Selena Quintanilla-Pérez, known simply as Selena, was a hugely successful American Latin musician and singer. Commonly referred to as “The Queen of Tejano” – the genre of music she would come to dominate and redefine – Selena was the best-selling Latin artist of the 1990’s. From a young age, she performed with her family all around her native South Texas, eventually landing a recording contract with EMI Latin.

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Glen Campbell

Posted in Campbell's Cemetery with tags , , , , , on November 23, 2020 by Cade

April 22, 1936 – August 8, 2017

Glen Campbell was not the first “Rhinestone Cowboy,” but he’s arguably the most famous. At least, that’s what you might suspect judging him solely by his biggest hit.

Despite personally resonating with the titular character in the chart-topping 1975 song, Campbell was so much more than a sequined journeyman waiting for his turn in the spotlight.

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Minnie Pearl

Posted in Mt. Hope Cemetery (TN) with tags , , on November 16, 2020 by Cade

October 25, 1912 – March 4, 1996

All together now: “How-DEEE!”

The stage of the Grand Ole Opry is hallowed ground. Whether it was the historic stage of the famed Ryman Auditorium, or the newfangled stage at the modern Opry House, setting foot upon it can be life-changing for anyone with the fortune to do so. It transforms performers. None more literally than a young comedienne named Sarah Colley, who stepped onto the Opry stage and became…Minnie Pearl.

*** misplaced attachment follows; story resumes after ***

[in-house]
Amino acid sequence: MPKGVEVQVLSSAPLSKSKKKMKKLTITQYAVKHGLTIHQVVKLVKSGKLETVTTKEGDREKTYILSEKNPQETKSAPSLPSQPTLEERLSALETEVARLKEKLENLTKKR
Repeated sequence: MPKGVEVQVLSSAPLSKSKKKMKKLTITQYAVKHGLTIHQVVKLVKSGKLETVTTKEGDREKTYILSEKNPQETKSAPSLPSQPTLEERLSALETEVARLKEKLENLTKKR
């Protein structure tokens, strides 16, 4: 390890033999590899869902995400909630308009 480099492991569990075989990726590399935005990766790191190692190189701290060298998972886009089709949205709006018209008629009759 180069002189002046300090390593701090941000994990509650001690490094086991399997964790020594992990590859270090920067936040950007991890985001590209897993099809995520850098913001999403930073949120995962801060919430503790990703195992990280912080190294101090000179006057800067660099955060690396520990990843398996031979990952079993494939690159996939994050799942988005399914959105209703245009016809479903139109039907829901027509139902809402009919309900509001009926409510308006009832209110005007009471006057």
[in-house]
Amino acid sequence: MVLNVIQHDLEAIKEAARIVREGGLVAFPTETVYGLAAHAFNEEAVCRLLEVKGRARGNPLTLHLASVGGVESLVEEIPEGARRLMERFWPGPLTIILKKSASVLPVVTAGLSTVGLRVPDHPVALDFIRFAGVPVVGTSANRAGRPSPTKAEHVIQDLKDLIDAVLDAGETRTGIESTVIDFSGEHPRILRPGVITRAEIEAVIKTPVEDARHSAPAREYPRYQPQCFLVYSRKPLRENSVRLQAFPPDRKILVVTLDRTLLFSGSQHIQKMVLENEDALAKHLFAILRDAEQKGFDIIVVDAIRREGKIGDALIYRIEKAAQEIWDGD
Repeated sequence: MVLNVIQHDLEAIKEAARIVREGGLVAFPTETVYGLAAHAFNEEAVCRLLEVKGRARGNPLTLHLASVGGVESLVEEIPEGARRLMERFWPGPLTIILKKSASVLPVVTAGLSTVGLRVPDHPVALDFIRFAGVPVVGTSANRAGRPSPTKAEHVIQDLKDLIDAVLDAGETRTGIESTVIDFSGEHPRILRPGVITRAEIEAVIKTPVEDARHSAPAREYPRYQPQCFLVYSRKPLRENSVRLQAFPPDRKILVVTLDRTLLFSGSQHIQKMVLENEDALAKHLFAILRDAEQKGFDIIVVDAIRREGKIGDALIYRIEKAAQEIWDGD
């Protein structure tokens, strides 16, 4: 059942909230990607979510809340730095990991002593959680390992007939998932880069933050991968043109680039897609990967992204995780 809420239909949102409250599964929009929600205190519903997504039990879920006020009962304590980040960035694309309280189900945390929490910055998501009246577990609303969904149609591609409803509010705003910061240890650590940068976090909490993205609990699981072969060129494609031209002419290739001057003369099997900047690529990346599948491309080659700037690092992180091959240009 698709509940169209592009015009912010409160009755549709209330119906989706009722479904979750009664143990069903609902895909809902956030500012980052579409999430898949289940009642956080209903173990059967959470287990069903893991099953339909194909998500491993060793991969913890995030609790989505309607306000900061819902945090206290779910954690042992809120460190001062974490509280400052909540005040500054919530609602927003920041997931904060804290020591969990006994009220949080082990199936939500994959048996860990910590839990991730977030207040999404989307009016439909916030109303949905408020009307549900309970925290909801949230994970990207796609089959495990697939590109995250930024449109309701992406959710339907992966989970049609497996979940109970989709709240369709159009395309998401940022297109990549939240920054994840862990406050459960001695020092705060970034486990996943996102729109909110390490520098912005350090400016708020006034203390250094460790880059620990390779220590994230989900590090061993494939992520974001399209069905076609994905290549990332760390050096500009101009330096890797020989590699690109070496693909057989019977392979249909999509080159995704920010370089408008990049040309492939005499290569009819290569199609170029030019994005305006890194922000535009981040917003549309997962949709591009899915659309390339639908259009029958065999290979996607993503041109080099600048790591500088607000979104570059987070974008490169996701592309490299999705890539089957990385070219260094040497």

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Andrew Johnson

Posted in Andrew Johnson National Cemetery with tags , on November 9, 2020 by Cade

December 29, 1808 – July 31, 1875

Andrew Johnson was the 17th President of the United States. Becoming President following Abraham Lincoln’s assassination and preceding Grant’s administration, Johnson was a sort of “historical stop-gap” that was widely regarded as – at best – ineffectual. The country was a mess thanks to the Civil War and Johnson’s attempts at a quick reconstruction were mostly bungled. He wanted the southern states back in the union quickly. He didn’t care if they adopted laws and codes that protected the now-freed former slaves or not. Congress strongly disagreed. Johnson vetoed any bill they put forward. They impeached him. Very little got done. Continue reading

Patsy Cline

Posted in Shenandoah Memorial Park with tags , , on November 2, 2020 by Cade

cline1September 8, 1932 – March 5, 1963

If country music has official royalty, Patsy Cline was its first queen.

Virginia Patterson Hensley knew she wanted to be a singer from the very beginning. Though she worked odd jobs in her Virginia hometown out of a need to help her family, it wasn’t long until she was aiming higher and soliciting auditions wherever and whenever she could. Following a brief illness at the age of 15 that affected her throat…and therefore her voice, Ginny realized quickly that she had been given a gift. Local radio shows and a stint with a regional country band followed and soon, her gift was being shared on television and larger radio markets.

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Dudley Moore

Posted in Hillside Cemetery (Scotch Plains) with tags , , , on October 26, 2020 by Cade

moored1April 19, 1935 – March 27, 2002

What Dudley Moore lacked in stature, he more than made up for in talent. The diminutive English actor/comedian was also a brilliant musician who learned to play organ and piano at a young age. His musical ability led to scholarships and eventually to Oxford, where he fell in love with jazz…and comedy.